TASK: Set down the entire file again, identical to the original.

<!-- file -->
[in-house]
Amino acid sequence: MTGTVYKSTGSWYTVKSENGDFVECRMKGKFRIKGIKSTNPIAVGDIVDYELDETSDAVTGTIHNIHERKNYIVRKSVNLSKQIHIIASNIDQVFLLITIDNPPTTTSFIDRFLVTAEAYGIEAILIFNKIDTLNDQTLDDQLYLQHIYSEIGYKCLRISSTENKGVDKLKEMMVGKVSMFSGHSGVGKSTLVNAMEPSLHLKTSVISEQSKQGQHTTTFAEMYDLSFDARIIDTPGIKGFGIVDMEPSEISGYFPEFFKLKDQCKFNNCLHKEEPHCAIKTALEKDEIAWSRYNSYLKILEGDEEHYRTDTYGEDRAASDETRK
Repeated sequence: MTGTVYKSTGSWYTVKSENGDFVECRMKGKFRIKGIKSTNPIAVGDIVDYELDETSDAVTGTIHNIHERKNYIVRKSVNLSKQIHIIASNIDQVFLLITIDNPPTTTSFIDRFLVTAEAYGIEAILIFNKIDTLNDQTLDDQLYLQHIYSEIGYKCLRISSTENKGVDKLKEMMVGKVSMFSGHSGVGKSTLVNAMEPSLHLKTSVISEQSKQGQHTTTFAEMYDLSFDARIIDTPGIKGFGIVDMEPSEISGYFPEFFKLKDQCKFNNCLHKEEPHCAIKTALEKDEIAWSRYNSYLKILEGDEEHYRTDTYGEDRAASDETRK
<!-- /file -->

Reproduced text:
[in-house]
Amino acid sequence: MTGTVYKSTGSWYTVKSENGDFVECRMKGKFRIKGIKSTNPIAVGDIVDYELDETSDAVTGTIHNIHERKNYIVRKSVNLSKQIHIIASNIDQVFLLITIDNPPTTTSFIDRFLVTAEAYGIEAILIFNKIDTLNDQTLDDQLYLQHIYSEIGYKCLRISSTENKGVDKLKEMMVGKVSMFSGHSGVGKSTLVNAMEPSLHLKTSVISEQSKQGQHTTTFAEMYDLSFDARIIDTPGIKGFGIVDMEPSEISGYFPEFFKLKDQCKFNNCLHKEEPHCAIKTALEKDEIAWSRYNSYLKILEGDEEHYRTDTYGEDRAASDETRK
Repeated sequence: MTGTVYKSTGSWYTVKSENGDFVECRMKGKFRIKGIKSTNPIAVGDIVDYELDETSDAVTGTIHNIHERKNYIVRKSVNLSKQIHIIASNIDQVFLLITIDNPPTTTSFIDRFLVTAEAYGIEAILIFNKIDTLNDQTLDDQLYLQHIYSEIGYKCLRISSTENKGVDKLKEMMVGKVSMFSGHSGVGKSTLVNAMEPSLHLKTSVISEQSKQGQHTTTFAEMYDLSFDARIIDTPGIKGFGIVDMEPSEISGYFPEFFKLKDQCKFNNCLHKEEPHCAIKTALEKDEIAWSRYNSYLKILEGDEEHYRTDTYGEDRAASDETRK